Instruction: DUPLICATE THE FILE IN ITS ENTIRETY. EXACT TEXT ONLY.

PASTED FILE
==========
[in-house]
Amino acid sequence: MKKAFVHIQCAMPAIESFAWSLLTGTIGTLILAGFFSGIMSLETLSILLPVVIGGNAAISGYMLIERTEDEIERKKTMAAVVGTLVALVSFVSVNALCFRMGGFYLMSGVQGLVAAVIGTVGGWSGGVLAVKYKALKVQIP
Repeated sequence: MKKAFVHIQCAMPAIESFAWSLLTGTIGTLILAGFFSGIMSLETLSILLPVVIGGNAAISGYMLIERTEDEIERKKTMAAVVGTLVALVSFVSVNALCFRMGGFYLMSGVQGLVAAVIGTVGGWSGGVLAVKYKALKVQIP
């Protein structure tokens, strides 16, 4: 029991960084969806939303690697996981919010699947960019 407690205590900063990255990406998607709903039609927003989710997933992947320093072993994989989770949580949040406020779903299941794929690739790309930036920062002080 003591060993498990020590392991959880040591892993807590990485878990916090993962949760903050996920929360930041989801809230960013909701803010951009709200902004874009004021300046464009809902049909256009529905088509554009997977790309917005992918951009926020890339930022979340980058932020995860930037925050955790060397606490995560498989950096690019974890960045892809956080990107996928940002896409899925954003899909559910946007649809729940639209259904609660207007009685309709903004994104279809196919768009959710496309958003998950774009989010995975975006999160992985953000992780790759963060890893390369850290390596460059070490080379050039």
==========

[in-house]
Amino acid sequence: MKKAFVHIQCAMPAIESFAWSLLTGTIGTLILAGFFSGIMSLETLSILLPVVIGGNAAISGYMLIERTEDEIERKKTMAAVVGTLVALVSFVSVNALCFRMGGFYLMSGVQGLVAAVIGTVGGWSGGVLAVKYKALKVQIP
Repeated sequence: MKKAFVHIQCAMPAIESFAWSLLTGTIGTLILAGFFSGIMSLETLSILLPVVIGGNAAISGYMLIERTEDEIERKKTMAAVVGTLVALVSFVSVNALCFRMGGFYLMSGVQGLVAAVIGTVGGWSGGVLAVKYKALKVQIP
């Protein structure tokens, strides 16, 4: 029991960084969806939303690697996981919010699947960019 407690205590900063990255990406998607709903039609927003989710997933992947320093072993994989989770949580949040406020779903299941794929690739790309930036920062002080 003591060993498990020590392991959880040591892993807590990485878990916090993962949760903050996920929360930041989801809230960013909701803010951009709200902004874009004021300046464009809902049909256009529905088509554009997977790309917005992918951009926020890339930022979340980058932020995860930037925050955790060397606490995560498989950096690019974890960045892809956080990107996928940002896409899925954003899909559910946007649809729940639209259904609660207007009685309709903004994104279809196919768009959710496309958003998950774009989010995975975006999160992985953000992780790759963060890893390369850290390596460059070490080379050039």